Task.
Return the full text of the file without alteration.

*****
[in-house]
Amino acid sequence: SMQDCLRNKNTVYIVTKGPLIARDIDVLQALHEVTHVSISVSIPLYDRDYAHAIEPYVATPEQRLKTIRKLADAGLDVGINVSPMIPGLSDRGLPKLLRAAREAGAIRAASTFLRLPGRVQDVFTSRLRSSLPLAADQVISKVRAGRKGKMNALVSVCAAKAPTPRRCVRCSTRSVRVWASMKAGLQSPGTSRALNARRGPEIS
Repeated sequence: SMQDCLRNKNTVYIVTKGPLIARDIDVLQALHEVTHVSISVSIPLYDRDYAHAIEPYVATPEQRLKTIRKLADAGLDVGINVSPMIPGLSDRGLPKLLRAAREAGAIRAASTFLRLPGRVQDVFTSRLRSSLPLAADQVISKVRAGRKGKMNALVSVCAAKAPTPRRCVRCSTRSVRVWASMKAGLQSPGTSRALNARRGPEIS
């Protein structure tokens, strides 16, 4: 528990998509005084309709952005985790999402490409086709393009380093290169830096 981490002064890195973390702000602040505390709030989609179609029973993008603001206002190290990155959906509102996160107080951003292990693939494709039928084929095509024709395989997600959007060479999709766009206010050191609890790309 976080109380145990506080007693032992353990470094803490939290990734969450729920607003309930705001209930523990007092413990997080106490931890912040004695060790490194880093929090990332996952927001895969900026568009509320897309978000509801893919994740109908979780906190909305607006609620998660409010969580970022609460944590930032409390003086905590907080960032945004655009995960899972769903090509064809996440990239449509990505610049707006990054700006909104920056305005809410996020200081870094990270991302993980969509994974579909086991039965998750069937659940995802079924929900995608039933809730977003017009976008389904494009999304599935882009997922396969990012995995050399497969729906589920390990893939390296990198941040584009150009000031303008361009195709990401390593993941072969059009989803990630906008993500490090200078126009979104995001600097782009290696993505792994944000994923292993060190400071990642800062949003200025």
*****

[in-house]
Amino acid sequence: SMQDCLRNKNTVYIVTKGPLIARDIDVLQALHEVTHVSISVSIPLYDRDYAHAIEPYVATPEQRLKTIRKLADAGLDVGINVSPMIPGLSDRGLPKLLRAAREAGAIRAASTFLRLPGRVQDVFTSRLRSSLPLAADQVISKVRAGRKGKMNALVSVCAAKAPTPRRCVRCSTRSVRVWASMKAGLQSPGTSRALNARRGPEIS
Repeated sequence: SMQDCLRNKNTVYIVTKGPLIARDIDVLQALHEVTHVSISVSIPLYDRDYAHAIEPYVATPEQRLKTIRKLADAGLDVGINVSPMIPGLSDRGLPKLLRAAREAGAIRAASTFLRLPGRVQDVFTSRLRSSLPLAADQVISKVRAGRKGKMNALVSVCAAKAPTPRRCVRCSTRSVRVWASMKAGLQSPGTSRALNARRGPEIS
């Protein structure tokens, strides 16, 4: 528990998509005084309709952005985790999402490409086709393009380093290169830096 981490002064890195973390702000602040505390709030989609179609029973993008603001206002190290990155959906509102996160107080951003292990693939494709039928084929095509024709395989997600959007060479999709766009206010050191609890790309 976080109380145990506080007693032992353990470094803490939290990734969450729920607003309930705001209930523990007092413990997080106490931890912040004695060790490194880093929090990332996952927001895969900026568009509320897309978000509801893919994740109908979780906190909305607006609620998660409010969580970022609460944590930032409390003086905590907080960032945004655009995960899972769903090509064809996440990239449509990505610049707006990054700006909104920056305005809410996020200081870094990270991302993980969509994974579909086991039965998750069937659940995802079924929900995608039933809730977003017009976008389904494009999304599935882009997922396969990012995995050399497969729906589920390990893939390296990198941040584009150009000031303008361009195709990401390593993941072969059009989803990630906008993500490090200078126009979104995001600097782009290696993505792994944000994923292993060190400071990642800062949003200025």